Thank you for making this a place where grief, even years down the road, can be expressed and acknowledged.
    Thank you for providing a haven for those of us who seem “out of sync” with the world rushing by. Thank you for allowing us to “just be” without having to perform to a certain standard of expectation. All this is calming and freeing and comforting.

    Honey Bee

    1. Honey Bee, Thank you for your kind words. I am humbled by them. You expressed so well exactly what I want this space to be, a safe haven for all of us to just be. Again, thank you. My best to you in 2017 and beyond.

  7. Hi Nancy,

    I’m playing catch-up. This is an excellent post with such helpful advice. I love all your points, but I especially love the first one — “honor your grief.” I’ve never quite thought of it that way. I’m sorry about your dad, and the holidays must’ve been so difficult without him.

    I’m grieving for my cat right now. I know she was just an animal, but for 15 years she helped me — through cancer treatment, divorce, and various other life changes. I’m really angry at cancer right now, because that’s why I made the decision to put her to sleep; she had an aggressive form of cancer. I cry for her regularly. I feel the ebb and flow as you say because some days I’m OK, and other days my heart simply breaks.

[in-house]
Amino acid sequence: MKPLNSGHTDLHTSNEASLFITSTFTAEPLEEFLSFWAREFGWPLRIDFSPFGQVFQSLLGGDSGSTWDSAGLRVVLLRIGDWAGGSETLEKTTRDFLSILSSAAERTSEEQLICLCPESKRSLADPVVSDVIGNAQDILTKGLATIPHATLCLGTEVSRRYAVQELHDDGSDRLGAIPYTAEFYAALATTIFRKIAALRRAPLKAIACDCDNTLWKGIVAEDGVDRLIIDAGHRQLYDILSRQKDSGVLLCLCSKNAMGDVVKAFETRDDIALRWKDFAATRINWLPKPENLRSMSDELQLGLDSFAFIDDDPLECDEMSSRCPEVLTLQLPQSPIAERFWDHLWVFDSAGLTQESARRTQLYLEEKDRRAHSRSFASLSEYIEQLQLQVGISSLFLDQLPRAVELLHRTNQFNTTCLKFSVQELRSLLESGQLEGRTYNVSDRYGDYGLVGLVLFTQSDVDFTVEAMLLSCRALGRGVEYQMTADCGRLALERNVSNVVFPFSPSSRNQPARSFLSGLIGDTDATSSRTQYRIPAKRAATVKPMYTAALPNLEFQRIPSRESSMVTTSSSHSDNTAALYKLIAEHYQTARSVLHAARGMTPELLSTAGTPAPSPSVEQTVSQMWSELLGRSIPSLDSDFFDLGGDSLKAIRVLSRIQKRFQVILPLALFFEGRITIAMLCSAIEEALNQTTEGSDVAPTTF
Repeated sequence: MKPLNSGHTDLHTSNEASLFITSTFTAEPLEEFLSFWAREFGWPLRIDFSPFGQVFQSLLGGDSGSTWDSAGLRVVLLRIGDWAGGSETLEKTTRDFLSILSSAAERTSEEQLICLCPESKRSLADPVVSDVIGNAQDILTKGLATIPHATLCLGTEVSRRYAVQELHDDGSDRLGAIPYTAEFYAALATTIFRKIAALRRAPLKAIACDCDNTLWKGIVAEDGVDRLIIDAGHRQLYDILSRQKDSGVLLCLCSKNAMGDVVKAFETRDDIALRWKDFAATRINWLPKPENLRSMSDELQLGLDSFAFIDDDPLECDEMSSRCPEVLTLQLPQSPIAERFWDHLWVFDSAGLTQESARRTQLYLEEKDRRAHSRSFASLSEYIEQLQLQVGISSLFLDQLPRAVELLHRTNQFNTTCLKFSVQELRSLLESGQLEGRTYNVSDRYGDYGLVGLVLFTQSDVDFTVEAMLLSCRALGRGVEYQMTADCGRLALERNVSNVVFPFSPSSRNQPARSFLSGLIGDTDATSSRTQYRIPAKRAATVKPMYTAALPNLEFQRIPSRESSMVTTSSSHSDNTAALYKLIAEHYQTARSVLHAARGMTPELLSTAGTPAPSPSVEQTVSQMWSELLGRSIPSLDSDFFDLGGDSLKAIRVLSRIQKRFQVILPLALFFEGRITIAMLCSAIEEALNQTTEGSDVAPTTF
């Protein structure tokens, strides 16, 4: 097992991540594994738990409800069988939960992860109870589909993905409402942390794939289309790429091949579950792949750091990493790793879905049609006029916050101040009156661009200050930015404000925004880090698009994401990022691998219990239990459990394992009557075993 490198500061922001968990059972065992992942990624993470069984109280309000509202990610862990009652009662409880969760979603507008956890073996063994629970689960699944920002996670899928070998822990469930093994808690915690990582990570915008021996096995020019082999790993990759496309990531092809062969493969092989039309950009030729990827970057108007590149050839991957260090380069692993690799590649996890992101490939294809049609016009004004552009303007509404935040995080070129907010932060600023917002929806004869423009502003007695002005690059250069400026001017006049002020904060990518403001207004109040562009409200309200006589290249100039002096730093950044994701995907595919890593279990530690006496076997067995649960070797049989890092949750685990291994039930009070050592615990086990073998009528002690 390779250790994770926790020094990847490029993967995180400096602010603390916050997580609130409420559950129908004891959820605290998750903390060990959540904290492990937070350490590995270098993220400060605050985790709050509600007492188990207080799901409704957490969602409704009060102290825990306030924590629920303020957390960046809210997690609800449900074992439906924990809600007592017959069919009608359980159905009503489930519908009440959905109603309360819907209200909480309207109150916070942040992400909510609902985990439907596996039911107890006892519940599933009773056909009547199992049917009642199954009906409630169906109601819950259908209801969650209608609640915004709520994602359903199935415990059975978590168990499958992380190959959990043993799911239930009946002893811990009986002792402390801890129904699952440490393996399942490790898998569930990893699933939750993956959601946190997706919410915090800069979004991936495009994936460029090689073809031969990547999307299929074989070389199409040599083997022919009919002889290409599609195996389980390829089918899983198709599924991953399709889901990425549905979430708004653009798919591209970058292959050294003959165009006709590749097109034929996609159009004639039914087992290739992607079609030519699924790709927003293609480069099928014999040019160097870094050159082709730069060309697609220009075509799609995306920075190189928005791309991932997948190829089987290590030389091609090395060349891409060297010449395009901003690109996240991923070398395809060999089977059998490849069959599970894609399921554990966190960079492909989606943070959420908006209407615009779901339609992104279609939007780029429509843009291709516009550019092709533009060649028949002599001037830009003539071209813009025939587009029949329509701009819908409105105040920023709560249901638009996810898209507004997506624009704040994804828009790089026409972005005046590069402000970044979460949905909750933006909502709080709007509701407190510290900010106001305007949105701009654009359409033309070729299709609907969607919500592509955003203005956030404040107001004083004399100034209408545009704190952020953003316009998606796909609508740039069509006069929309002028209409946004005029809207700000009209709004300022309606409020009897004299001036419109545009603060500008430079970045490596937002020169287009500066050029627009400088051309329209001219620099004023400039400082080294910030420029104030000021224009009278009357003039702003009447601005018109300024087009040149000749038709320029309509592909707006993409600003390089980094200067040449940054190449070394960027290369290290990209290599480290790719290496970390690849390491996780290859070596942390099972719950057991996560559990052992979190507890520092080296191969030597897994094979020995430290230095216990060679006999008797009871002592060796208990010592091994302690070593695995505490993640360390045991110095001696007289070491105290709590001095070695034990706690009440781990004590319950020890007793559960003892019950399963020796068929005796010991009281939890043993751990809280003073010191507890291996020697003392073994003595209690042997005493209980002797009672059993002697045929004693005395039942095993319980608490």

1. Beth, I’m going to make a real effort to honor my grief in 2017. I know I’m sorta expected to be done with the bulk of it by now, but I’m not. And I don’t care. I will be writing more about grief this year, I’m sure. I am so sorry about Cossette. She was more than just a cat, she was part of your family. She was part of your support system during some rough times. And good times, too, of course. I always call Sophie (and Elsie) by secret keepers and eyewitnesses. They saw a lot. And yes, it’s cruel when cancer snatches our dear pets too. Wishing you good things and a healing heart in 2017, my friend. xx

  8. Grief ebbs and flows. My parents are gone eight years now and little things will make me very sad all over again. My best friend’s mother died last week. Our mothers weren’t great friends, but knew one another because of our friendship. But I can’t help thinking about mom while I am trying to support Mary. Also, a work colleague said to me “you’ve never been the same since your parents died. You need to get beyond it.” when she was angry with me. I thought I was ‘handling it’ well. I blew up at her. Grief is not something that you can limit to a specific time or will away.